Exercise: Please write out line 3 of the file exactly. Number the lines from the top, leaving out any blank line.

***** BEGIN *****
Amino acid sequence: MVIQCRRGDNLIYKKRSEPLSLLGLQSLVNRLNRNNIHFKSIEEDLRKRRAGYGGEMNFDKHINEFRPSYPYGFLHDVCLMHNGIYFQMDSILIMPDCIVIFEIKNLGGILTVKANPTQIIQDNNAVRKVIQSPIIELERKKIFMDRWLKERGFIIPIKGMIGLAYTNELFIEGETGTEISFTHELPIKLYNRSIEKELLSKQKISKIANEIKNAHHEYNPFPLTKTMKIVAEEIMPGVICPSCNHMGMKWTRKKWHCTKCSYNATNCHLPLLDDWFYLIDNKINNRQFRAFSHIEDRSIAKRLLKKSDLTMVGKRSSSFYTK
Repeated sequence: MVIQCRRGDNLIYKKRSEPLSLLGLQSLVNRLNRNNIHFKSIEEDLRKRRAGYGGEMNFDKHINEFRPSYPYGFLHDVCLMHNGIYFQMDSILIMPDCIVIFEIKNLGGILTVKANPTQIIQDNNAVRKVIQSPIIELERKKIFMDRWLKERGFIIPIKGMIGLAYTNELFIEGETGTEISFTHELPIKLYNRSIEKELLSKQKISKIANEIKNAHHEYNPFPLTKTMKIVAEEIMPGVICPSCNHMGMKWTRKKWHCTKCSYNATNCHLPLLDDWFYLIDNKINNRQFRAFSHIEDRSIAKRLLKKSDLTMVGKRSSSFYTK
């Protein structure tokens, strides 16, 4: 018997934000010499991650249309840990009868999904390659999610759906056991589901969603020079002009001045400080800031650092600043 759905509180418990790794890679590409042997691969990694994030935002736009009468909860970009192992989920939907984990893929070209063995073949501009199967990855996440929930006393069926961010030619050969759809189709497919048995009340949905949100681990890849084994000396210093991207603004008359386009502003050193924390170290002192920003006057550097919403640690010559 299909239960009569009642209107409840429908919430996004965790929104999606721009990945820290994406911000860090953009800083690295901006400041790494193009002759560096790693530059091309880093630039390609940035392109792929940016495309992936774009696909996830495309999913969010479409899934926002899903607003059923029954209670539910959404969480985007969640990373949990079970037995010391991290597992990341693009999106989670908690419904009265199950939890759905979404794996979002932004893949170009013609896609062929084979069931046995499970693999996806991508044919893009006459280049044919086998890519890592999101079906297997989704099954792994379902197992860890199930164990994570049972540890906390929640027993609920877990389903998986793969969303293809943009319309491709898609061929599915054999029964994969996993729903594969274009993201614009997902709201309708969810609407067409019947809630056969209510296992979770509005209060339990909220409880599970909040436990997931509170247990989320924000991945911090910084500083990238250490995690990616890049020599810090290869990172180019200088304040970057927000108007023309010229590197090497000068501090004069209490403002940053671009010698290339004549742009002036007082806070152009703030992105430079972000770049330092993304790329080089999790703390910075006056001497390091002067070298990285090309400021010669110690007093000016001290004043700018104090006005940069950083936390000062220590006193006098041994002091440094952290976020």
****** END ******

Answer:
């Protein structure tokens, strides 16, 4: 018997934000010499991650249309840990009868999904390659999610759906056991589901969603020079002009001045400080800031650092600043 759905509180418990790794890679590409042997691969990694994030935002736009009468909860970009192992989920939907984990893929070209063995073949501009199967990855996440929930006393069926961010030619050969759809189709497919048995009340949905949100681990890849084994000396210093991207603004008359386009502003050193924390170290002192920003006057550097919403640690010559 299909239960009569009642209107409840429908919430996004965790929104999606721009990945820290994406911000860090953009800083690295901006400041790494193009002759560096790693530059091309880093630039390609940035392109792929940016495309992936774009696909996830495309999913969010479409899934926002899903607003059923029954209670539910959404969480985007969640990373949990079970037995010391991290597992990341693009999106989670908690419904009265199950939890759905979404794996979002932004893949170009013609896609062929084979069931046995499970693999996806991508044919893009006459280049044919086998890519890592999101079906297997989704099954792994379902197992860890199930164990994570049972540890906390929640027993609920877990389903998986793969969303293809943009319309491709898609061929599915054999029964994969996993729903594969274009993201614009997902709201309708969810609407067409019947809630056969209510296992979770509005209060339990909220409880599970909040436990997931509170247990989320924000991945911090910084500083990238250490995690990616890049020599810090290869990172180019200088304040970057927000108007023309010229590197090497000068501090004069209490403002940053671009010698290339004549742009002036007082806070152009703030992105430079972000770049330092993304790329080089999790703390910075006056001497390091002067070298990285090309400021010669110690007093000016001290004043700018104090006005940069950083936390000062220590006193006098041994002091440094952290976020």